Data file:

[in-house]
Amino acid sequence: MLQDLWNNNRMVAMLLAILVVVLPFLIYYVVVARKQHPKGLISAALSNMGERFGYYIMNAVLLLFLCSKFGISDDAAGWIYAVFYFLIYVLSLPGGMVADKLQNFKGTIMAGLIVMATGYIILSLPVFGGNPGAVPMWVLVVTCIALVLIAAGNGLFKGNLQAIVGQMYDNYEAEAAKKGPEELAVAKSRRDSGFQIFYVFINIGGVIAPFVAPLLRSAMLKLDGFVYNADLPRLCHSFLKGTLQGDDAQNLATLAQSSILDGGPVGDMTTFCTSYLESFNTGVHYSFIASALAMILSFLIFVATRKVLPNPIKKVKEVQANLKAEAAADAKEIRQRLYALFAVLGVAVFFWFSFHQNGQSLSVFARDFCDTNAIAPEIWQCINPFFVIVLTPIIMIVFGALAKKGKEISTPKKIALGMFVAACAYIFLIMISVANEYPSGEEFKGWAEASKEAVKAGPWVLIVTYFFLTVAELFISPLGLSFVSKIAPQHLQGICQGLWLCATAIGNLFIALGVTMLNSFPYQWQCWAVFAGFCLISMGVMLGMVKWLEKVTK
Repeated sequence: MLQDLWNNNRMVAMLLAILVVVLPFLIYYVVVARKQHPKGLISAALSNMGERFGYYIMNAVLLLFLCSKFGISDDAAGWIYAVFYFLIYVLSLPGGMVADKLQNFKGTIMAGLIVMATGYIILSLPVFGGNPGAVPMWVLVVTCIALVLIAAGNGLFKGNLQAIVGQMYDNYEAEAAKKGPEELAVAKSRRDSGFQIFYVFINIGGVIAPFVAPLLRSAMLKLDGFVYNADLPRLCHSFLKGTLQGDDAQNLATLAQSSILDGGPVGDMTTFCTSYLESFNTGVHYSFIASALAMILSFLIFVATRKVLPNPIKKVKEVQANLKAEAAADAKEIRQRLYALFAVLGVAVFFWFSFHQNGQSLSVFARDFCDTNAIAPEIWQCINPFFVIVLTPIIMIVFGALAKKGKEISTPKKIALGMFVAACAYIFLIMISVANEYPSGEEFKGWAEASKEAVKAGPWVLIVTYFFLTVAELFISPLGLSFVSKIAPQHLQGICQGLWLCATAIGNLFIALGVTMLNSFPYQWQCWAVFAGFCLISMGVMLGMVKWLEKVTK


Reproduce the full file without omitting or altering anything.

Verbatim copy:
[in-house]
Amino acid sequence: MLQDLWNNNRMVAMLLAILVVVLPFLIYYVVVARKQHPKGLISAALSNMGERFGYYIMNAVLLLFLCSKFGISDDAAGWIYAVFYFLIYVLSLPGGMVADKLQNFKGTIMAGLIVMATGYIILSLPVFGGNPGAVPMWVLVVTCIALVLIAAGNGLFKGNLQAIVGQMYDNYEAEAAKKGPEELAVAKSRRDSGFQIFYVFINIGGVIAPFVAPLLRSAMLKLDGFVYNADLPRLCHSFLKGTLQGDDAQNLATLAQSSILDGGPVGDMTTFCTSYLESFNTGVHYSFIASALAMILSFLIFVATRKVLPNPIKKVKEVQANLKAEAAADAKEIRQRLYALFAVLGVAVFFWFSFHQNGQSLSVFARDFCDTNAIAPEIWQCINPFFVIVLTPIIMIVFGALAKKGKEISTPKKIALGMFVAACAYIFLIMISVANEYPSGEEFKGWAEASKEAVKAGPWVLIVTYFFLTVAELFISPLGLSFVSKIAPQHLQGICQGLWLCATAIGNLFIALGVTMLNSFPYQWQCWAVFAGFCLISMGVMLGMVKWLEKVTK
Repeated sequence: MLQDLWNNNRMVAMLLAILVVVLPFLIYYVVVARKQHPKGLISAALSNMGERFGYYIMNAVLLLFLCSKFGISDDAAGWIYAVFYFLIYVLSLPGGMVADKLQNFKGTIMAGLIVMATGYIILSLPVFGGNPGAVPMWVLVVTCIALVLIAAGNGLFKGNLQAIVGQMYDNYEAEAAKKGPEELAVAKSRRDSGFQIFYVFINIGGVIAPFVAPLLRSAMLKLDGFVYNADLPRLCHSFLKGTLQGDDAQNLATLAQSSILDGGPVGDMTTFCTSYLESFNTGVHYSFIASALAMILSFLIFVATRKVLPNPIKKVKEVQANLKAEAAADAKEIRQRLYALFAVLGVAVFFWFSFHQNGQSLSVFARDFCDTNAIAPEIWQCINPFFVIVLTPIIMIVFGALAKKGKEISTPKKIALGMFVAACAYIFLIMISVANEYPSGEEFKGWAEASKEAVKAGPWVLIVTYFFLTVAELFISPLGLSFVSKIAPQHLQGICQGLWLCATAIGNLFIALGVTMLNSFPYQWQCWAVFAGFCLISMGVMLGMVKWLEKVTK